Here's the argument against delayed medal ceremonies: Fans get gypped. If you pay hundreds of dollars for a ticket, trudge through rain or snow or possibly sleet, and endure lines and potentially frustrating bus rides to see an Olympic event and an Olympic champion, don't you deserve to see the medal being awarded? It seems so much more immediate in this setting, with the athlete still wearing his competitive uniform, the thrill of victory still soaking in, the emotion in the crowd.

Here's the argument for delayed medal ceremonies: More fans can enjoy it, or enjoy it twice. If you're watching on TV and swelling with pride over a victory attained by an athlete from your country, why wouldn't you want to extend the buzz? Watch the win one night; watch the national anthem played the next night. Alternatively, if you're a fan who wasn't able to get a ticket to see the event in person, maybe you can get a ticket for the medal ceremony (organizers here in Vancouver are charging between $22 and $50 for entry to these ceremonies, and they're embellishing the presentation with musical performances before and after).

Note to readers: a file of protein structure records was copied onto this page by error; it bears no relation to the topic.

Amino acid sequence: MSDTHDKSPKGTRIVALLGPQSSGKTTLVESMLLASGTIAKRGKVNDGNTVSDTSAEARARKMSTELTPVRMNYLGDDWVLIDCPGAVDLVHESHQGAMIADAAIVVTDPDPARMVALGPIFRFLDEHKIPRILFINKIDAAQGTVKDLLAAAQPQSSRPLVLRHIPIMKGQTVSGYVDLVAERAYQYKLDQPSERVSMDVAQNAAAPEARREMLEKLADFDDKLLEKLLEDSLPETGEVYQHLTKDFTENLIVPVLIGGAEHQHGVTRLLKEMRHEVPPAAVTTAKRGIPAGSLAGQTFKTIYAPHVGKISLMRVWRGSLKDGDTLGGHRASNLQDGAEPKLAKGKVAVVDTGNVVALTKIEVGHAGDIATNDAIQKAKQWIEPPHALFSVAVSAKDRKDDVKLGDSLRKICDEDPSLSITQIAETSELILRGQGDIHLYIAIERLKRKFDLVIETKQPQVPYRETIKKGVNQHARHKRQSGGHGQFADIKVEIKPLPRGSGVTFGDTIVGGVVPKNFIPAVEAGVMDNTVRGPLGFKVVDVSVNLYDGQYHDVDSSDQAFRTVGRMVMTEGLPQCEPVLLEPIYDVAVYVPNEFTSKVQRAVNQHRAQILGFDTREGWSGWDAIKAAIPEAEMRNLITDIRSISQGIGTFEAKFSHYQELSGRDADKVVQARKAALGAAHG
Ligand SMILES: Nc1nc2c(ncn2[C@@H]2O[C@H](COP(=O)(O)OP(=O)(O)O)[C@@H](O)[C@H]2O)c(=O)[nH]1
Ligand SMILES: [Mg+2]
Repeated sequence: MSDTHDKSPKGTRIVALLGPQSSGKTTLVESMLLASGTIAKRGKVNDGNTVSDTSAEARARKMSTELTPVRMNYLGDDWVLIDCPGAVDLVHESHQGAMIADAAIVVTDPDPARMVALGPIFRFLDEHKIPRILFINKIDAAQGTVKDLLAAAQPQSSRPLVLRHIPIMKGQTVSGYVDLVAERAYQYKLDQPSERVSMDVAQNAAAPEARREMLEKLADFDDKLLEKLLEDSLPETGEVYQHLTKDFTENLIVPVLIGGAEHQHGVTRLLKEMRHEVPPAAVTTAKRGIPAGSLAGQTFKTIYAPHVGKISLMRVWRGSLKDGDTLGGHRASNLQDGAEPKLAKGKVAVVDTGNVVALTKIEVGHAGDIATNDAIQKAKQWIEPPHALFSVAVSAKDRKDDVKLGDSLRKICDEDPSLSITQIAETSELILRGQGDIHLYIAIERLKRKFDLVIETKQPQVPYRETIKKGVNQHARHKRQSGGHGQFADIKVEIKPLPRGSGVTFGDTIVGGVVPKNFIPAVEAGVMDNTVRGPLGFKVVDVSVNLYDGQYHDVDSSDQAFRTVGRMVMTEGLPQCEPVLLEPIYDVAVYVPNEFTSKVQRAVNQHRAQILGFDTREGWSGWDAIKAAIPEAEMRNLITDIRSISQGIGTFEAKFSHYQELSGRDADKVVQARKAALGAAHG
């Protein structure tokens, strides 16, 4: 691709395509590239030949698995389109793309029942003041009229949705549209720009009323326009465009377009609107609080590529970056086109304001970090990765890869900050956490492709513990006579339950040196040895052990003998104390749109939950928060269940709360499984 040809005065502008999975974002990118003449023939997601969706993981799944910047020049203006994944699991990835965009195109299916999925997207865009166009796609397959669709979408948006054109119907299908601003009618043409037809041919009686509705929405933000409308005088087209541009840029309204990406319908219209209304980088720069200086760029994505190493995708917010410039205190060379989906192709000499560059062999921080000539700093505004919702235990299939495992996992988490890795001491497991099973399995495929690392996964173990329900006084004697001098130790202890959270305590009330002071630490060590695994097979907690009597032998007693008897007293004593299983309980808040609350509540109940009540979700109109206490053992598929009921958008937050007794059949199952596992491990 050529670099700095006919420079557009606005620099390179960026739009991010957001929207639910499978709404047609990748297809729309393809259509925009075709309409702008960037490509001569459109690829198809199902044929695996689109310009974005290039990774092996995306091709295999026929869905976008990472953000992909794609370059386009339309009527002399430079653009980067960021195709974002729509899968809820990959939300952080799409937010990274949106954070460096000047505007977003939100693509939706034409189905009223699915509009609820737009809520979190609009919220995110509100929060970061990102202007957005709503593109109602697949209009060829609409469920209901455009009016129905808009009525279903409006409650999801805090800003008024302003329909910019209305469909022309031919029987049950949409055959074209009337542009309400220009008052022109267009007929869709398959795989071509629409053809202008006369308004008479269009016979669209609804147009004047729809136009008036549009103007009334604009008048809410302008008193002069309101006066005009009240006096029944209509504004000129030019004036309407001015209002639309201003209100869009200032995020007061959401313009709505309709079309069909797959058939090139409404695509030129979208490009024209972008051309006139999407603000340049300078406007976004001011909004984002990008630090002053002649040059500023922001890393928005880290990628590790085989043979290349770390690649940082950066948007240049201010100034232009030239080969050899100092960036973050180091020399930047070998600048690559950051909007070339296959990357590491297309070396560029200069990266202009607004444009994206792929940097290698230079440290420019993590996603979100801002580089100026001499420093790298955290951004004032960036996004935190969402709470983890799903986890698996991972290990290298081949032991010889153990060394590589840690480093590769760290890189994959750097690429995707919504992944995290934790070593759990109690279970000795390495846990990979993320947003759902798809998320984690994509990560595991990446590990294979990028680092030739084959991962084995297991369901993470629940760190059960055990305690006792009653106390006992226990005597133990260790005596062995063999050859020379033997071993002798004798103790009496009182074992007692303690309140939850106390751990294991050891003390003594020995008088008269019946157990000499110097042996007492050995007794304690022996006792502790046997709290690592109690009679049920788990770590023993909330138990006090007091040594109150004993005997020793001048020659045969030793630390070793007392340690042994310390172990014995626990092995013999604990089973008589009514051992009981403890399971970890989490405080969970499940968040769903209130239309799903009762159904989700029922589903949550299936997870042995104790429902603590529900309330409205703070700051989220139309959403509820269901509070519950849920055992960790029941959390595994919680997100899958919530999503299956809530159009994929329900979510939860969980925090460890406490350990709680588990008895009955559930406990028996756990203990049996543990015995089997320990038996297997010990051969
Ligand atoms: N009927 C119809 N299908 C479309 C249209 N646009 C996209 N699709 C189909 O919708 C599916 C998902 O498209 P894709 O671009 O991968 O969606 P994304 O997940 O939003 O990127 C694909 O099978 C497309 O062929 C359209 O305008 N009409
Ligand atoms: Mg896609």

There's no official scoring on this debate. You make the call.

Feb. 18

Vancouver's Uncanny Coincidences

by Jeff Glor, CBS News correspondent

Fascinating factoid pointed out by U.S. officials: Only four American men have repeated as Olympic gold medalists at the Winter Games. Three of those repeats have happened in Vancouver: Seth Westcott in snowboard cross, Shani Davis in speedskating, and Shaun White in halfpipe. The only previous repeat champion? Dick Button, figure skater, all the way back in 1948/1952.

Special Section: Vancouver Olympics

Feb. 17

Manners Golden in Vancouver

By Jeff Glor, CBS News correspondent